In K-dramas, the ocean has become the place where this happens for our characters. They’re so often drawn, dragged, or called to the sea. Though it sometimes seems tangential, I think there’s something important that happens on a certain level of the story. It can be as simple as a kiss, as structural as a break in the action, or a heavy-handed metaphor on the desire for freedom. Either way, the ocean scenes are there to tell us something.
Park Shin-hye’s heroine in Flower Boy Next Door found a sense of space and freedom when she was at the seashore. A shut-in by choice and out of fear, she slowly starts to interact with the world again, and the scenes of her seeing the ocean are quite moving. The ocean trip in Flower Boy Next Door signals an important shift in the story geographically (getting her out of her apartment), emotionally (she’s highly impacted by the experience and even tears up), and logistically (the hero, played by Yoon Shi-yoon, proudly declares he is going to force her back into the world from now on).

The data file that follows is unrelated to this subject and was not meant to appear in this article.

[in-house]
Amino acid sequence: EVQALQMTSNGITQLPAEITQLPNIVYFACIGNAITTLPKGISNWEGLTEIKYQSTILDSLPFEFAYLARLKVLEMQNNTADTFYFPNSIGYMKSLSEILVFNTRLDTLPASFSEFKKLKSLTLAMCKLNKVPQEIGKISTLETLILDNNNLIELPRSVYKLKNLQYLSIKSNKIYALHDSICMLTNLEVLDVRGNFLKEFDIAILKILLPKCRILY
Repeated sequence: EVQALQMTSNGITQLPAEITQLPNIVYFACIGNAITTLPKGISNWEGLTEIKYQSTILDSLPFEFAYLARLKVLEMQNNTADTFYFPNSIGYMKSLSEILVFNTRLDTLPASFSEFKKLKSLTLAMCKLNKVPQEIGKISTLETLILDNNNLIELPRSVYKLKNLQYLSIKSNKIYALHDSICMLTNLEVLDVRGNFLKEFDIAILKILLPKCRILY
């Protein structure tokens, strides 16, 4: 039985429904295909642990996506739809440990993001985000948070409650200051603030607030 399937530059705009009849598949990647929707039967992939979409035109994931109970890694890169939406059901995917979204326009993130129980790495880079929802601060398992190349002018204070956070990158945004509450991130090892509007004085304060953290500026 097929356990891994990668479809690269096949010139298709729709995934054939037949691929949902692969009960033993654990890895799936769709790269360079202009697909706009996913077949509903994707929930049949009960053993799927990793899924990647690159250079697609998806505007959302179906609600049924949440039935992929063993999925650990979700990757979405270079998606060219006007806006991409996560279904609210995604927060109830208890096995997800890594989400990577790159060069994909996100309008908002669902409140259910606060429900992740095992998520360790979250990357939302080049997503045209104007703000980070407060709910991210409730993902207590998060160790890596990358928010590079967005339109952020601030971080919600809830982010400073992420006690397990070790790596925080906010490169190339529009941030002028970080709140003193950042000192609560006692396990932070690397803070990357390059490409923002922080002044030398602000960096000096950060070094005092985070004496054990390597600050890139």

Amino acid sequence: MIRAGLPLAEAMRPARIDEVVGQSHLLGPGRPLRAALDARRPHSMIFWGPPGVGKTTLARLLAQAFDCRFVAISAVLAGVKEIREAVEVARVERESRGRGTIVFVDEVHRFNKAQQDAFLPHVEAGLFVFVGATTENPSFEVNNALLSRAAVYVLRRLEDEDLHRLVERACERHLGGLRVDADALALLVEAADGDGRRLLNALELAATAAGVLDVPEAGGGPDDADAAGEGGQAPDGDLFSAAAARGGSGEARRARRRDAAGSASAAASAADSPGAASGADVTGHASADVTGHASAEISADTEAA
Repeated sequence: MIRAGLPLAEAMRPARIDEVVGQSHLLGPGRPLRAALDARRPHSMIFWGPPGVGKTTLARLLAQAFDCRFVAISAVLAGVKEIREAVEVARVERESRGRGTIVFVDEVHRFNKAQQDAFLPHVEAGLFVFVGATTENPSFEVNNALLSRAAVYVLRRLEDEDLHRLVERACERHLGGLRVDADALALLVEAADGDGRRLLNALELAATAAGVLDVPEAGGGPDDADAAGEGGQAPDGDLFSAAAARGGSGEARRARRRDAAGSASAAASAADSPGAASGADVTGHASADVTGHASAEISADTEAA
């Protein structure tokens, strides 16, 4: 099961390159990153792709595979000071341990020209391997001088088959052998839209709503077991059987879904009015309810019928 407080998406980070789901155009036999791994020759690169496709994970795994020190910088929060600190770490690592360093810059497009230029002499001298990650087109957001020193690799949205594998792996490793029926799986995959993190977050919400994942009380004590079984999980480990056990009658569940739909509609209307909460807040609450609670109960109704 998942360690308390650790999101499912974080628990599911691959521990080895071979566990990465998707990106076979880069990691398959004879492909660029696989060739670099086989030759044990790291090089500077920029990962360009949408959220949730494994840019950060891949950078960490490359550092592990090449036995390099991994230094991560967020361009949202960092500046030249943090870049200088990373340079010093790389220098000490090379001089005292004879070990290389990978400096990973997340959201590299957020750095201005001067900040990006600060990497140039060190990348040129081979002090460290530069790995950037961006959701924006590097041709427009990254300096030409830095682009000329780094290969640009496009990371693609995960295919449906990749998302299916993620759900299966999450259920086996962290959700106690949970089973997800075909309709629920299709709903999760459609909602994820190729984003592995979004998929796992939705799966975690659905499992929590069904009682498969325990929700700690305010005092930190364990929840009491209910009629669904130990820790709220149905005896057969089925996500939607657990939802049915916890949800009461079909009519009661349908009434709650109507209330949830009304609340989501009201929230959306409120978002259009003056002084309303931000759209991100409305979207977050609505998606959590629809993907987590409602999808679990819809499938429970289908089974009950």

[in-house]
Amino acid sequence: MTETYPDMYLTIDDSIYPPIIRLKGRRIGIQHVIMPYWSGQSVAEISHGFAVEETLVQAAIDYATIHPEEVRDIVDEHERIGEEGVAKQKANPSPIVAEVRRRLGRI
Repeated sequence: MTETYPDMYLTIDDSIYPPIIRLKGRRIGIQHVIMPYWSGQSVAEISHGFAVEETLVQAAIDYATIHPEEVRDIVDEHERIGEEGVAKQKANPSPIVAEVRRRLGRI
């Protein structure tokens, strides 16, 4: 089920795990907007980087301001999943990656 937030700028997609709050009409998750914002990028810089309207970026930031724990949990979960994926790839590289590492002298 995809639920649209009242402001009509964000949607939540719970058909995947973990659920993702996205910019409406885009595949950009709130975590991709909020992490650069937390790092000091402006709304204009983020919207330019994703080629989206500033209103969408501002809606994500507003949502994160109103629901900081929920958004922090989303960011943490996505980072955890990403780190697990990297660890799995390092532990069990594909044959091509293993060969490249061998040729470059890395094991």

In ocean scenes in The K2 were also used to express freedom for the heroine, played by Yoon-ah. Her character was finally beginning to experience freedom from her fears and phobias — not to mention the elation of falling in love with Ji Chang-wook (can’t blame the girl). Silly though it be, watching her run around the beach in a flowy white dress getting play-chased by Ji Chang-wook provided a nice break in a story that capitalized on the sense of capture and confinement.
The ocean acts as a place of refuge and consolation as much as it does a place of freedom and space (it’s amazing that there are places in nature that can provide all of this!). In Weightlifting Fairy Kim Bok-ju, our heroine (Lee Sung-kyung) is taken to the ocean by the hero (Nam Joo-hyuk) in an attempt to cheer her up from the humiliation of her situation. With the help of a beautiful ocean vista, meaningful conversation, and a good companion to share it all with, our heroine’s trip to the sea does her a world of good.